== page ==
Having recently been involved in assisting a very serious horse riding accident, it became apparent that there were certain things to think about when coming across an injured rider or horse and how to deal with the situation.
So, if you are with a rider that has fallen off their horse, or are the first on the scene of the accident, here are some tips to think about in making a very traumatic situation a little less so: –
First Things To Do Immediately After A Fall
1 Assess straight away if the rider needs medical assistance and call 112 or 999. If the rider is injured, make sure you keep them still. DO NOT try and move the rider in case of potential risks involved with a spinal injury. DO NOT remove the helmet.
2 If there are any open wounds that are bleeding apply pressure with a clean towel if near the yard or use a jumper/hoody that is quickly at hand.
3 Contact the injured rider’s family and advise of the accident, giving clear but calm instructions as to what has happened and where you are. Stay with the rider and reassure that help is on the way. Keep a level of calmness however chaotic the scene is, which will help the horse and rider.
4 Call for help if you are in the vicinity near the stable yard. If you are on your own, make sure the rider is safe and then catch and secure loose horse(s). If you are familiar with horses, look over the horse for potential injuries that you can relay to the person who is coming to collect the horse or is being seen by a vet.
5 If the rider is conscious try and get a clear picture from them what happened, where they fell and if they have any worrying signs that you need to relay to the paramedics.
Never PIN Protect Your Phone Out On A Horse Ride
Some riding accidents are riders that have ridden out on their own and the first on the scene are people that are not familiar to them or have no horse experience. Good advice is to make sure you have your phone with you always when you ride out especially alone, which is not PIN protected.
In your contacts use ICE “In Case of an Emergency” and put your emergency contact details including the yard where you are from and a number that someone there can be reached. If space allows, (iPhone have a notes section in its contacts) add your horse’s name and any information that would be useful to the person assisting for them to know. Make sure your vet’s contact number is also included clearly. If you can, have your emergency details at the top of your contact list.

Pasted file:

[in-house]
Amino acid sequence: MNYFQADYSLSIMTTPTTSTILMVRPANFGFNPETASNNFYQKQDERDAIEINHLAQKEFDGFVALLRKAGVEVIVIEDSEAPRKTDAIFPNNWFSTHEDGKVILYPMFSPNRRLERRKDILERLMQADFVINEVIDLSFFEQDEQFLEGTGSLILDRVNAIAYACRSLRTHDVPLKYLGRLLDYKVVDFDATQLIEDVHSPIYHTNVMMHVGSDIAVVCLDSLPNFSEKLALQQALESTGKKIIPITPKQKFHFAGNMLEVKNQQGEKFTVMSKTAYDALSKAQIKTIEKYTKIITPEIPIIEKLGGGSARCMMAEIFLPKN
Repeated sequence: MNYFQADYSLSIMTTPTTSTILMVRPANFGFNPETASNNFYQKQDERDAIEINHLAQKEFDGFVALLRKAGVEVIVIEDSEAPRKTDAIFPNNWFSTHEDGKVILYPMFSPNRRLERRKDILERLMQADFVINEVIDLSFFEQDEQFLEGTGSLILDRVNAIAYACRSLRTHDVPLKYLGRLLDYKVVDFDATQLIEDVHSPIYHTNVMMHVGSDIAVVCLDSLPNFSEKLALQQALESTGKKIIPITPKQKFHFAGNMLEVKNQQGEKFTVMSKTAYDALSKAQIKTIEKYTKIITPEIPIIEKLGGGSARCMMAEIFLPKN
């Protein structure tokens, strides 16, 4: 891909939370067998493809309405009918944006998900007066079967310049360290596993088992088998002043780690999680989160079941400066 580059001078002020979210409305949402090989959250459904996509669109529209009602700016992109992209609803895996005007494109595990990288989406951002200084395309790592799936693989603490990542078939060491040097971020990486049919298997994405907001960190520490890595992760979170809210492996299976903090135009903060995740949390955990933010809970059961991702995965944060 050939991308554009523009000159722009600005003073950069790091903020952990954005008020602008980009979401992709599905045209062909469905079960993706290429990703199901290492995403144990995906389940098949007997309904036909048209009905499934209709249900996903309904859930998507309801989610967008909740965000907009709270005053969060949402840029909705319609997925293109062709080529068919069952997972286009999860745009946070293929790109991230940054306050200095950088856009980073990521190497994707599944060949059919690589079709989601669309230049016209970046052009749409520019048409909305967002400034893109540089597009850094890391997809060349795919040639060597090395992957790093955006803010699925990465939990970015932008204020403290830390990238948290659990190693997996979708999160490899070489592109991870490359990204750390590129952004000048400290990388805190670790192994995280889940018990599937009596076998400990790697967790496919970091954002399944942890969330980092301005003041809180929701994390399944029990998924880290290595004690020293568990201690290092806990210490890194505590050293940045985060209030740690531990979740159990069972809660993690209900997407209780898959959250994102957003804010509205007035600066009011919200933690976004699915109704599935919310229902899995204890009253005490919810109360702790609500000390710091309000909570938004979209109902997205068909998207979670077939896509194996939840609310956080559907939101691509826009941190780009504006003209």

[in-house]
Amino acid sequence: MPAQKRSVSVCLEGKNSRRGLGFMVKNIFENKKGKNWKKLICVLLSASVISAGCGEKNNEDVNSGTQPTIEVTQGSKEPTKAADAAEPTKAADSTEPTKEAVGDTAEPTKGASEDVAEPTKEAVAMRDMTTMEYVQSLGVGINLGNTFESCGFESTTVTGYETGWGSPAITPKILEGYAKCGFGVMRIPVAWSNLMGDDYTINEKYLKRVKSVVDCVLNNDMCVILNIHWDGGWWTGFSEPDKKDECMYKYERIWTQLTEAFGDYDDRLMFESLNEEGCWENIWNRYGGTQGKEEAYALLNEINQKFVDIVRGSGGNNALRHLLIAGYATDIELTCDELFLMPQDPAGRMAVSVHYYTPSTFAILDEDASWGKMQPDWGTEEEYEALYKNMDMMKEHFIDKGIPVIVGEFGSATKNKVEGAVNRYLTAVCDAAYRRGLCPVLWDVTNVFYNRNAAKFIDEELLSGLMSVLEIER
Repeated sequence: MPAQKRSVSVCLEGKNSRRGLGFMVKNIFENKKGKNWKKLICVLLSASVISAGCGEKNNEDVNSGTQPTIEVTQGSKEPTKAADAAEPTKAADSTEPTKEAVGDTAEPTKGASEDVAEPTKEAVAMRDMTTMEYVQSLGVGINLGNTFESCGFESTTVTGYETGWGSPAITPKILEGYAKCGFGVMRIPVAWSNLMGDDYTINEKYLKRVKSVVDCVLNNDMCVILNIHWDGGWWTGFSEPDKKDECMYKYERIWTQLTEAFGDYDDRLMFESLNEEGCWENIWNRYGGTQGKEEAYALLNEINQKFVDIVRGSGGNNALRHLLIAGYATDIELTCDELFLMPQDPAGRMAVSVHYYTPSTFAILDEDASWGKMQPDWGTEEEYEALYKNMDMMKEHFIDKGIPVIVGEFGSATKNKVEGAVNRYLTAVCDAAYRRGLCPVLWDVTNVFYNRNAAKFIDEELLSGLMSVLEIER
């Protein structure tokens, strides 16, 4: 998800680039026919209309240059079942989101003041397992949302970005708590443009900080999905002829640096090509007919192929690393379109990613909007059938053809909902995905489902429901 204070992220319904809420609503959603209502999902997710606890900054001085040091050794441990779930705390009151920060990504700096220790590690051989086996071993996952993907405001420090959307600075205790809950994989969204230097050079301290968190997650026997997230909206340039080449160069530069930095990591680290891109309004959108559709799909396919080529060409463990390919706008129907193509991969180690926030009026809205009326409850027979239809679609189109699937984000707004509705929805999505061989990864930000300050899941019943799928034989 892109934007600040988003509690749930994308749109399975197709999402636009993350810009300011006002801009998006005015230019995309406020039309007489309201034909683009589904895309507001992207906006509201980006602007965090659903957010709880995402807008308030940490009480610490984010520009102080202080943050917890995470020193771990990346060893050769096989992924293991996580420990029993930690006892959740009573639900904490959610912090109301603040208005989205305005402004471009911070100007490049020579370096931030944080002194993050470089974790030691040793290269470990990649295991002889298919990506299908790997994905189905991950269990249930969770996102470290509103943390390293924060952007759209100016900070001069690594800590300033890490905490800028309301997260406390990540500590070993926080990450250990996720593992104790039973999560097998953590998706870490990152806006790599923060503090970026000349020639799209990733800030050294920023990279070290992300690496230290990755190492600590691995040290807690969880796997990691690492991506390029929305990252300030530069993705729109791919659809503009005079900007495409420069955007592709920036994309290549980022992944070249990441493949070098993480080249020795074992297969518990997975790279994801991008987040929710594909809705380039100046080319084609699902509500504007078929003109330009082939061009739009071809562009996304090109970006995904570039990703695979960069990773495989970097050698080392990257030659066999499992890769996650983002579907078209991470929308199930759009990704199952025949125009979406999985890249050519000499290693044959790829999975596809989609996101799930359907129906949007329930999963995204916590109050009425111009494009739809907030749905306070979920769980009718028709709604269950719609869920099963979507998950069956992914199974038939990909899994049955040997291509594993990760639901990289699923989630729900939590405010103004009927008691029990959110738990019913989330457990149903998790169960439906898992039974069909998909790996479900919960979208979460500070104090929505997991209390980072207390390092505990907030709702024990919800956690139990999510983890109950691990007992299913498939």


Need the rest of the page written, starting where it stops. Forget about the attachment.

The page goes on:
Providing you have network coverage, use your map in the event you are in an unfamiliar area so that you can pinpoint where you are. This is vital to relay this important information to the emergency services.
Make Sure Your Yard Has A First Aid Kit
In every tack room, should be a first aid kit for humans and horses. Have an up to date first aid booklet that is easy to find in the kit too with emergency procedures to remind you what to do if it needed. Make sure that there is a list of contact numbers that are clearly visible too on the yard.
Report The Incident To The British Horse Society
The British Horse Society has an incident section on their website which gives them a clear understanding and knowledge relating to numbers of horse riding accidents in the UK. If you can, please give them details of the incident after the event.
I hope you never have to put this advice into practice but to remind ourselves what to do and to be prepared will make a very stressful situation hopefully a little bit easier.
Written by Samantha Hobden of https://www.hay-net.co.uk
Image credit: Shutterstock
Please note: This information is not intended to be a substitute for professional medical advice, diagnosis or treatment. Always seek the advice of qualified medical professionals in the event of an accident. This is an advisory post only.